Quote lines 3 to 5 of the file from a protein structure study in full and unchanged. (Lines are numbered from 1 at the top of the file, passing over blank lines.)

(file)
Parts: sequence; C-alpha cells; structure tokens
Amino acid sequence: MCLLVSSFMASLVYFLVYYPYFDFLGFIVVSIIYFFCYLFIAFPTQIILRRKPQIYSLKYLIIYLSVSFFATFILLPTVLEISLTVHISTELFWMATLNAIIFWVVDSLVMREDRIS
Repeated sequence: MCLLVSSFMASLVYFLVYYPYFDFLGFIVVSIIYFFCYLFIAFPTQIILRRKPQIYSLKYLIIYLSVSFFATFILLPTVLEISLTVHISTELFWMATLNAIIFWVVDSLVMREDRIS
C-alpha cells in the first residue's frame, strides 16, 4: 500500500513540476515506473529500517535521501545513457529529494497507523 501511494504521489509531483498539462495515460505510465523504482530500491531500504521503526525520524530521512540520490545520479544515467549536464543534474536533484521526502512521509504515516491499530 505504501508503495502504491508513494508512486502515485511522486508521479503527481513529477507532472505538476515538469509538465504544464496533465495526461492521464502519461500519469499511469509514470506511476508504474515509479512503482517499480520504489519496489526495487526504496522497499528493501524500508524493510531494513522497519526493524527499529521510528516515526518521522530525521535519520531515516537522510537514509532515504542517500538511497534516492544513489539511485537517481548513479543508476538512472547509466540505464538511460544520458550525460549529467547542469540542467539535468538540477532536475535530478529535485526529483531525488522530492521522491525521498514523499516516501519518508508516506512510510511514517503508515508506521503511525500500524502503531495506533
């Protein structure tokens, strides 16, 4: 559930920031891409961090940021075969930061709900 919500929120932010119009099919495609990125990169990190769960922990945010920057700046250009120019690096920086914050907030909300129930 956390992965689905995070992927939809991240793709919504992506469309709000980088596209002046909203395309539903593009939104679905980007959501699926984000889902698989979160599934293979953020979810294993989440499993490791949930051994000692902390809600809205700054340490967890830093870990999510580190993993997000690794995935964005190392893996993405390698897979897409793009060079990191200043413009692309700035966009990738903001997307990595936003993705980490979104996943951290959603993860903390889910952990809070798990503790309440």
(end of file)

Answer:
Repeated sequence: MCLLVSSFMASLVYFLVYYPYFDFLGFIVVSIIYFFCYLFIAFPTQIILRRKPQIYSLKYLIIYLSVSFFATFILLPTVLEISLTVHISTELFWMATLNAIIFWVVDSLVMREDRIS
C-alpha cells in the first residue's frame, strides 16, 4: 500500500513540476515506473529500517535521501545513457529529494497507523 501511494504521489509531483498539462495515460505510465523504482530500491531500504521503526525520524530521512540520490545520479544515467549536464543534474536533484521526502512521509504515516491499530 505504501508503495502504491508513494508512486502515485511522486508521479503527481513529477507532472505538476515538469509538465504544464496533465495526461492521464502519461500519469499511469509514470506511476508504474515509479512503482517499480520504489519496489526495487526504496522497499528493501524500508524493510531494513522497519526493524527499529521510528516515526518521522530525521535519520531515516537522510537514509532515504542517500538511497534516492544513489539511485537517481548513479543508476538512472547509466540505464538511460544520458550525460549529467547542469540542467539535468538540477532536475535530478529535485526529483531525488522530492521522491525521498514523499516516501519518508508516506512510510511514517503508515508506521503511525500500524502503531495506533
């Protein structure tokens, strides 16, 4: 559930920031891409961090940021075969930061709900 919500929120932010119009099919495609990125990169990190769960922990945010920057700046250009120019690096920086914050907030909300129930 956390992965689905995070992927939809991240793709919504992506469309709000980088596209002046909203395309539903593009939104679905980007959501699926984000889902698989979160599934293979953020979810294993989440499993490791949930051994000692902390809600809205700054340490967890830093870990999510580190993993997000690794995935964005190392893996993405390698897979897409793009060079990191200043413009692309700035966009990738903001997307990595936003993705980490979104996943951290959603993860903390889910952990809070798990503790309440």